The Iron Moves Toward the Plane of the Heme When Oxygen Is Bound

The iron of unoxygenated myoglobin lies 0.03 nm (0.3 A) outside the plane of the heme ring, toward His F8. The heme therefore "puckers" slightly. When O2 occupies the sixth coordination position, the iron moves to within 0.01 nm (0.1 A) of the plane of the heme ring. Oxygenation of myoglobin thus is accompanied by motion of the iron, of His F8, and of residues linked to His F8.

Figure 6-1. Heme. The pyrrole rings and methylene bridge carbons are coplanar, and the iron atom (Fe2+) resides in almost the same plane. The fifth and sixth coordination positions of Fe2+ are directed perpendicular to—and directly above and below—the plane of the heme ring. Observe the nature of the substituent groups on the p carbons of the pyrrole rings, the central iron atom, and the location of the polar side of the heme ring (at about 7 o'clock) that faces the surface of the myoglobin molecule.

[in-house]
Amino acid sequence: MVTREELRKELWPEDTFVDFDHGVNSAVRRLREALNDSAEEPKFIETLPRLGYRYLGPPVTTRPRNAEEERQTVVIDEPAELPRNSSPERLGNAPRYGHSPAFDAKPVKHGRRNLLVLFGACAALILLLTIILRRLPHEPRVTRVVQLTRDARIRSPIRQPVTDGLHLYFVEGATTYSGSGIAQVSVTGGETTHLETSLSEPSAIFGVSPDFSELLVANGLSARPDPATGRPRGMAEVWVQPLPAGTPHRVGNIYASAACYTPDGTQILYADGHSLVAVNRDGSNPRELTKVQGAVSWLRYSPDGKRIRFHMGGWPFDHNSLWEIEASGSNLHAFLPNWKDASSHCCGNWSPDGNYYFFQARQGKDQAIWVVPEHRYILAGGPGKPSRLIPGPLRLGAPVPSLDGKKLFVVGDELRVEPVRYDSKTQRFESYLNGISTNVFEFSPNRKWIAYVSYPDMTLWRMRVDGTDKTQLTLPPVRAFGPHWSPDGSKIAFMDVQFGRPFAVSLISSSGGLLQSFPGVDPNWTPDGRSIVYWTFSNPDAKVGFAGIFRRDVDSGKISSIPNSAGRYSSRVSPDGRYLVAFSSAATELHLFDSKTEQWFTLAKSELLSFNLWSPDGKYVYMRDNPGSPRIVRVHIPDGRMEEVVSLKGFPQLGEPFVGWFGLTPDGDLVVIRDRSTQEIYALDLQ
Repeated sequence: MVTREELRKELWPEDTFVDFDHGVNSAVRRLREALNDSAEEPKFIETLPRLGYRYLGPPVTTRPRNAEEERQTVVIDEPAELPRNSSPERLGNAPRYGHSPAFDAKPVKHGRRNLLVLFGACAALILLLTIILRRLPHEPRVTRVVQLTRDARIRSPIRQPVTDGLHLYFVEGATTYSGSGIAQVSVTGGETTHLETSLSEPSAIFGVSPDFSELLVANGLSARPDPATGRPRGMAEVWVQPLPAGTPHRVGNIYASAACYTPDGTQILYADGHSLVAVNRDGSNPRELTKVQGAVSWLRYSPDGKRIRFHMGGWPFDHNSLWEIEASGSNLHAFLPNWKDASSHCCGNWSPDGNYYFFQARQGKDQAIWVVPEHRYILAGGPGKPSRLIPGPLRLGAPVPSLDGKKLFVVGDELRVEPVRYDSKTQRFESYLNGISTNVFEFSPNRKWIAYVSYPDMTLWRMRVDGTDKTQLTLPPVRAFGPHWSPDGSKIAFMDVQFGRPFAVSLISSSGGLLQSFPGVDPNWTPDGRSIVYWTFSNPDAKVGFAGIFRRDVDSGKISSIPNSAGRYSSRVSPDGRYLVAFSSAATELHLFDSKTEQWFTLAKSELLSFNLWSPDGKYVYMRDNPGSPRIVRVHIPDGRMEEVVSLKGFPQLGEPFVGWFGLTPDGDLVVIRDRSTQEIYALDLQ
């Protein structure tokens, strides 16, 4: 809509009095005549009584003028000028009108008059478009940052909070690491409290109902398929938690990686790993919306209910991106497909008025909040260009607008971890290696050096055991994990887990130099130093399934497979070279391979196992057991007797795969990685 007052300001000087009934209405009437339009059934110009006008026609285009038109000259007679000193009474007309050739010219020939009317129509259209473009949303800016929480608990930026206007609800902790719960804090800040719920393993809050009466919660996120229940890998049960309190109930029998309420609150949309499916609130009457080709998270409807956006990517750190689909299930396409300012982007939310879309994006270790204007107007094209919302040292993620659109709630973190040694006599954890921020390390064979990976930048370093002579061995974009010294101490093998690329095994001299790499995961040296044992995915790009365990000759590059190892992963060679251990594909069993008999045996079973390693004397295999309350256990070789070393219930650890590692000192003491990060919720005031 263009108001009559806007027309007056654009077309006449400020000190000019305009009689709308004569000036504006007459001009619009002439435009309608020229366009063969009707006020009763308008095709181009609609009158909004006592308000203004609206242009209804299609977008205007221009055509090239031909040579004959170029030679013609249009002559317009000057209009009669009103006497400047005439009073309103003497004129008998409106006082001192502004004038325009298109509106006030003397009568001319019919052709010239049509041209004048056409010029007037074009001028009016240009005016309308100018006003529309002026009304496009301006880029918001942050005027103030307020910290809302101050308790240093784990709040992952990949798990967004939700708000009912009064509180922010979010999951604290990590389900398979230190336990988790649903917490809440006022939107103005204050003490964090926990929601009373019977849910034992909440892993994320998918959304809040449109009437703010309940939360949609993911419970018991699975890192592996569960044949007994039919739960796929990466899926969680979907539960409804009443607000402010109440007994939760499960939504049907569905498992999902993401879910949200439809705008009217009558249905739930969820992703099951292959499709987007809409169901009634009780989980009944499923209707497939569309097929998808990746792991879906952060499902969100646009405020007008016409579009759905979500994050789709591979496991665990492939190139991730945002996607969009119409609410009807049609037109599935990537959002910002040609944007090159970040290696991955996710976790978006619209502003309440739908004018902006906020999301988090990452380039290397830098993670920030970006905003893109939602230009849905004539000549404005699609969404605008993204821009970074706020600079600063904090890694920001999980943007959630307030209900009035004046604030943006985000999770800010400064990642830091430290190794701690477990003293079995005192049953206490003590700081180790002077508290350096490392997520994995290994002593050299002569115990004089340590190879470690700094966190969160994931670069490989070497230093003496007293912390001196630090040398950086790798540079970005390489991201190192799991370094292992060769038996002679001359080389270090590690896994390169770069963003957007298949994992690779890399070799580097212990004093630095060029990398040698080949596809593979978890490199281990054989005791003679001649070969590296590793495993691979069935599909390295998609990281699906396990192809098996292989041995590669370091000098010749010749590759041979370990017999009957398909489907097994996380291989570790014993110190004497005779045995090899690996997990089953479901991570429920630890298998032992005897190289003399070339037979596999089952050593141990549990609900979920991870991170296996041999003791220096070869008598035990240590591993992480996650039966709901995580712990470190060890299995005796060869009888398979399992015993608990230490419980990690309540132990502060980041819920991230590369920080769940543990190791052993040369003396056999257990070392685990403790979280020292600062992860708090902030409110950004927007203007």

Figure 6-2. A model of myoglobin at low resolution. Only the a-carbon atoms are shown. The a-helical regions are named A through H. (Based on Dickerson RE in: The Proteins, 2nd ed. Vol 2. Neurath H [editor]. Academic Press, 1964. Reproduced with permission.)
Diabetes 2

Diabetes 2

Diabetes is a disease that affects the way your body uses food. Normally, your body converts sugars, starches and other foods into a form of sugar called glucose. Your body uses glucose for fuel. The cells receive the glucose through the bloodstream. They then use insulin a hormone made by the pancreas to absorb the glucose, convert it into energy, and either use it or store it for later use. Learn more...

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